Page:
At Pure Vision, the cars and people are anything but ordinary
Located in Simi Valley, Calif., Pure Vision has become a world-renowned street machine fabrication shop.
Pure Vision cars have a very signature concept and build style that can be described as simple, straightforward and well-detailed. People just seem to know when it’s a Pure Vision original.
"The stuff that influenced me when I was younger, and to this day — that mixed bag of different things I like from super cars and sports cars to muscle cars — has allowed me to have my own unique design style that, love it or hate it, is its own thing,” says shop owner Steve Strope.
The upstate New Yorker moved to Southern California in 1995 to “try the car thing,” convincing an aluminum street rodder parts builder to hire him.
From 1995 to 97, he paid his dues, while also building a ’66 Dodge Charger he called Skully in his free time from his shared, underground two-car, tandem parking garage. That car went on to become cover and Top 10 Car of the Year with Hot Rod Magazine, and it was done on a shoestring budget.
“That (build) had a lot of media open their eyes to this kid named Steve,” says Strope. “Hot Rod called me up and invited me to build a giveaway car for Penzoil and I had to sheepishly tell them that I had no shop, to which they let me use their shop.”
The evolution from a kid who had no garage of his own to the operation that stands today took a lot of hard work and dedication. When Strope opened his first shop (down the street from his current facility), he had no money to speak of. Strope had to choose between a place to live and a place to work.
He slept on a bed next to the lift in a space he rented and joined a local gym for use of the showers. Mornings were spent eating Cheerios while ordering parts, and work on cars went into the early morning hours.
It was a ’71 Duster named Dust’ya, a car built by Strope in this small shop, that was noticed by Chrysler at a Hot Rod Power Tour. Dust’ya went on to be a cover car, centerfold, Top 10 Car of the Year for Hot Rod Magazine, a die-cast replica and more. The Duster, which Strope claims was his first big deal to come out of that small shop he also lived in, was later purchased by former Major League Baseball right fielder Reggie Jackson.
Today, Strope and his team work out of a nearly 4,000-square-foot facility featuring two bays and more than 10 project cars at a time. The fabricators use Miller® welding and cutting products exclusively:
“Anything that allows me to raise our game and create a higher-quality build makes my company look better and that’s very important,” said Strope. “I’ve got top-quality tools that help us to build a top-quality car, which keeps my longevity in my industry and people spending money with my company.”
Projects range from troubleshooting and basic modifications to building a car from the ground up. As they work to put a car together, Pure Vision takes pride in the shop’s ability to incorporate a theme throughout the build.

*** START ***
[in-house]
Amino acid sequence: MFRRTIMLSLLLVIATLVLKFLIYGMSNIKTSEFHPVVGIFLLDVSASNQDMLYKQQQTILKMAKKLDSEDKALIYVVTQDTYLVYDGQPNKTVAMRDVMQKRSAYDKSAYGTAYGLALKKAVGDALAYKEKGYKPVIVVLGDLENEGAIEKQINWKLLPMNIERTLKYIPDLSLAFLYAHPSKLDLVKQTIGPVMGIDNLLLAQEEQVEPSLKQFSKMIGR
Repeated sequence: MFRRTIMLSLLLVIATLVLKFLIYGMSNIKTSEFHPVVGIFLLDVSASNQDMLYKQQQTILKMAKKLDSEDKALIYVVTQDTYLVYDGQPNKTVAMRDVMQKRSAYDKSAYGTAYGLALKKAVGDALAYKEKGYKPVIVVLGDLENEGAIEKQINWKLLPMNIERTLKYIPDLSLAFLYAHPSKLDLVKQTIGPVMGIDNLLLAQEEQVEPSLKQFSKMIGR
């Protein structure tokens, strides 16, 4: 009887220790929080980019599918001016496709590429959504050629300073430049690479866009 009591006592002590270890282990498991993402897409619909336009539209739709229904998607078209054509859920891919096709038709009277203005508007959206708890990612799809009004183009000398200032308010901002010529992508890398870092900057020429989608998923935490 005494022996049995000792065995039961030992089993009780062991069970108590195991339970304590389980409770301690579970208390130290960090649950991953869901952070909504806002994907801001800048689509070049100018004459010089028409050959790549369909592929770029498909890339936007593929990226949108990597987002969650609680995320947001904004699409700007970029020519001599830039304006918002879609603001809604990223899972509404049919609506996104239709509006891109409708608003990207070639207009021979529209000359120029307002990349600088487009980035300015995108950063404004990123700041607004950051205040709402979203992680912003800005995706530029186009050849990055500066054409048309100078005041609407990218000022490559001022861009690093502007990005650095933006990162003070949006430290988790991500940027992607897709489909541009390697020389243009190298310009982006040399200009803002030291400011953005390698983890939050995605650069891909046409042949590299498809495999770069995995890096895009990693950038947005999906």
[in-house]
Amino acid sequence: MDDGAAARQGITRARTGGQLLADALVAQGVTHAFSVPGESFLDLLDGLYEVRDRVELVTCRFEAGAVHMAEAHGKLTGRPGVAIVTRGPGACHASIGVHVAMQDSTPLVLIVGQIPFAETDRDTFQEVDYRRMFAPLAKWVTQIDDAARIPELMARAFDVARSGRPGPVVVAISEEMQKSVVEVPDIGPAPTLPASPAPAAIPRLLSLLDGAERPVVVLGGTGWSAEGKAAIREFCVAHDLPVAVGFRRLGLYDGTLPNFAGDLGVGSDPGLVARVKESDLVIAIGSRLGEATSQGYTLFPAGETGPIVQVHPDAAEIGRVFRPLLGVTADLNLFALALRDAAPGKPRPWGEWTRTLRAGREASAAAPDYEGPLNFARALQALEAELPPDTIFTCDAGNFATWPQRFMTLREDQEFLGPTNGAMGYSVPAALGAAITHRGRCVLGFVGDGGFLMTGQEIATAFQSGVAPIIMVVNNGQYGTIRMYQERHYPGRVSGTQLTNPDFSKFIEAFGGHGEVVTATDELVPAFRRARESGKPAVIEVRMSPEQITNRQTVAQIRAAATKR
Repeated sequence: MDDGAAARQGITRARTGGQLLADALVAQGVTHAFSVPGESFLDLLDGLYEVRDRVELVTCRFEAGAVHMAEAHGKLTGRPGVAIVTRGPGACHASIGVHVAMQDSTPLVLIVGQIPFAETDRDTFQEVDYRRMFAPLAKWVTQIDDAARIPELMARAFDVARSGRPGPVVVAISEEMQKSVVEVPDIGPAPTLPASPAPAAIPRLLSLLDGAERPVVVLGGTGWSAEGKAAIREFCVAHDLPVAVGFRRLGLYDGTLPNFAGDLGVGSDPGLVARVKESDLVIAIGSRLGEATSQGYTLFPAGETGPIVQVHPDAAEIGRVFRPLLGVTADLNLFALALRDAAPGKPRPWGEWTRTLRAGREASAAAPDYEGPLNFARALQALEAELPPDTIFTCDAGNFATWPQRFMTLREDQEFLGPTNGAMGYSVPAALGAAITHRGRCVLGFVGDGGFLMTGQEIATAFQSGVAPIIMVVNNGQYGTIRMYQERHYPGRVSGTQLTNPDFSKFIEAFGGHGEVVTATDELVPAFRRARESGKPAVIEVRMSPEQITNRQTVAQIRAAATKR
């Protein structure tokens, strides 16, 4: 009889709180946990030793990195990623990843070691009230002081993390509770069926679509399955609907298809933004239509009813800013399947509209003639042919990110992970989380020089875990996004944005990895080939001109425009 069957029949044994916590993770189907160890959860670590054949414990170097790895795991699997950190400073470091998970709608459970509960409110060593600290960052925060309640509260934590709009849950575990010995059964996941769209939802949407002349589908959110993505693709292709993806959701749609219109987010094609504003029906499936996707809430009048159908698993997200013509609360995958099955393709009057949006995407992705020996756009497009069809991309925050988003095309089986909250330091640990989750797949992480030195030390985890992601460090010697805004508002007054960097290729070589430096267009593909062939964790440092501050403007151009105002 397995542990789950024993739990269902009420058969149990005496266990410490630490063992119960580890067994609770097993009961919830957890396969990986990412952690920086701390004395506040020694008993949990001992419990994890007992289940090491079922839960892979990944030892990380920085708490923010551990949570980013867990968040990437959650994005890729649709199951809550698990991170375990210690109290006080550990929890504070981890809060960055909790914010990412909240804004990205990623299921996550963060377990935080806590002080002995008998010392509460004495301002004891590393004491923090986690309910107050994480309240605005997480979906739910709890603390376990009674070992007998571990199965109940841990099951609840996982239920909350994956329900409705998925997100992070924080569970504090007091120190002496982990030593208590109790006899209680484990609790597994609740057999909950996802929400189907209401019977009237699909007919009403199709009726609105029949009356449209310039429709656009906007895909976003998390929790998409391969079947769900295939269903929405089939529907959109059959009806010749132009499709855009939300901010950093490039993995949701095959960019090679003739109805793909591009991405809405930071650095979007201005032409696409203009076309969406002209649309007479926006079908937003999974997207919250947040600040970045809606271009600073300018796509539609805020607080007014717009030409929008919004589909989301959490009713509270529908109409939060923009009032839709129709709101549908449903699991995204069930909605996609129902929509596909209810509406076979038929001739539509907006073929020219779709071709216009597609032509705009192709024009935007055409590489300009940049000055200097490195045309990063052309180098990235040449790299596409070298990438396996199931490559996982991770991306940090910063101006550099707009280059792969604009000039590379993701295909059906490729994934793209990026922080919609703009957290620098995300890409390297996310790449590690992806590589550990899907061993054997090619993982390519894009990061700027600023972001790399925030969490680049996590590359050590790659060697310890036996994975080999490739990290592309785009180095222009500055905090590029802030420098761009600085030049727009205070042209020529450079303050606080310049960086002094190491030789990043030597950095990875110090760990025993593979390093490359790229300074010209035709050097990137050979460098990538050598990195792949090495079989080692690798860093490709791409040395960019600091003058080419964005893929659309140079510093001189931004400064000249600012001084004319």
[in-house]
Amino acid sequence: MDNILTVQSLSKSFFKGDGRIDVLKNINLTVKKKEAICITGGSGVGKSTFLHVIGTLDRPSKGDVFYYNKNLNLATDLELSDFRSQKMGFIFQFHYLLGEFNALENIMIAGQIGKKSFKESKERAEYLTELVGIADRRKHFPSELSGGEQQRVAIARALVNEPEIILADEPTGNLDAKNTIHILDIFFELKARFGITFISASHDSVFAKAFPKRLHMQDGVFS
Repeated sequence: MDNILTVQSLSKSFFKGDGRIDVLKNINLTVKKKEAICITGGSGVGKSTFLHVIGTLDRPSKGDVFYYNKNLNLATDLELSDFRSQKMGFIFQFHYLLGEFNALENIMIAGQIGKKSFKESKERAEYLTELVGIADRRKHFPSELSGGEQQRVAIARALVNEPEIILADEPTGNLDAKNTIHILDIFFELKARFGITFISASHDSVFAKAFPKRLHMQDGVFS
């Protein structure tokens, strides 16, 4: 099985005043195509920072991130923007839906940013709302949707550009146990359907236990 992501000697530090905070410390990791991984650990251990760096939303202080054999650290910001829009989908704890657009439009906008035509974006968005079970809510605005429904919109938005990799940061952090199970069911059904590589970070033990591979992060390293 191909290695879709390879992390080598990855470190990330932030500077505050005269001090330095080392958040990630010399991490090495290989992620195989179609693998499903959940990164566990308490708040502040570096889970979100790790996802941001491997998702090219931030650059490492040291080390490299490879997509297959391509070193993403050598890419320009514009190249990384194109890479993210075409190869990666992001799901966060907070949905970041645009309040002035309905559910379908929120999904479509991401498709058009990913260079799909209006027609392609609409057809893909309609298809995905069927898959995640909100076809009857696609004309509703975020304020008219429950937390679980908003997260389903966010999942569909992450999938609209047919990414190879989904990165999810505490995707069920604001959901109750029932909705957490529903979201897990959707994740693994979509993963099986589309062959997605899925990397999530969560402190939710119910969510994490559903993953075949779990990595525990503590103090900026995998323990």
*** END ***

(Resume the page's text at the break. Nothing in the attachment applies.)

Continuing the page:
“We call it the Easter egg hunt,” said Strope.
From the fasteners to the interior elements, the theme becomes more and more visible to car enthusiasts. People will go back to his car three and four times at a show and keep finding something new that they didn’t see before.
“That means I did my job right because there are hundreds of modifications, and you saw a bunch of them, not all of them,” said Strope. “They all didn’t stand out, which means it looked like it belonged there — even though it’s a handmade piece.”
A recent build — the T5R Martini Mustang — resulted from Strope brainstorming, “What if Martini Racing got together with Ford in the mid-’60s?”
Unveiled at the 2012 SEMA Show, the car took home the Ford Best of Show award for Outstanding Achievement in Design and has received extensive editorial coverage. Learn more and watch overview video of car unveiling at SEMA.
Currently the shop is building a ’72 Chevrolet Camaro nicknamed TT, or Twin Turbo, which they are hoping to unveil at SEMA 2013. Watch the following videos for more information on the build and related work taking place.
When Strope is not at the shop wrenchin’ on cars or attending his daughter Camber’s dance recitals with wife Allyson, he gives back by supporting a variety of charitable organizations.
Most special to him is his involvement with The Children’s Museum of Indianapolis. The organization works with many corporations and previously had a Mattel wing with a design center.
It just so happened that Strope had a long-standing relationship with Mattel, Inc. He’d done prototype work, built them a full-size ’66 GTO for promotional use (in the Mattel wing of the museum) and had a 12-car line of Hot Wheels® cars with Pure Vision branding. He visited the museum a few times annually, working to educate and inspire the children, some of them suffering from illness.
Strope hopes to someday build a car there and let kids watch something go together. His goal is to have a little fun and encourage youth to get interested in the car culture.
“I was a little kid and all I needed was that little race gas, just injected in, and you can’t get it out. You’ll never get it out,” said Strope. “Some people tell me, ‘I remember when I had my car phase…’
“Car phase…?” says Strope, in awe. “I don’t even know what that means.”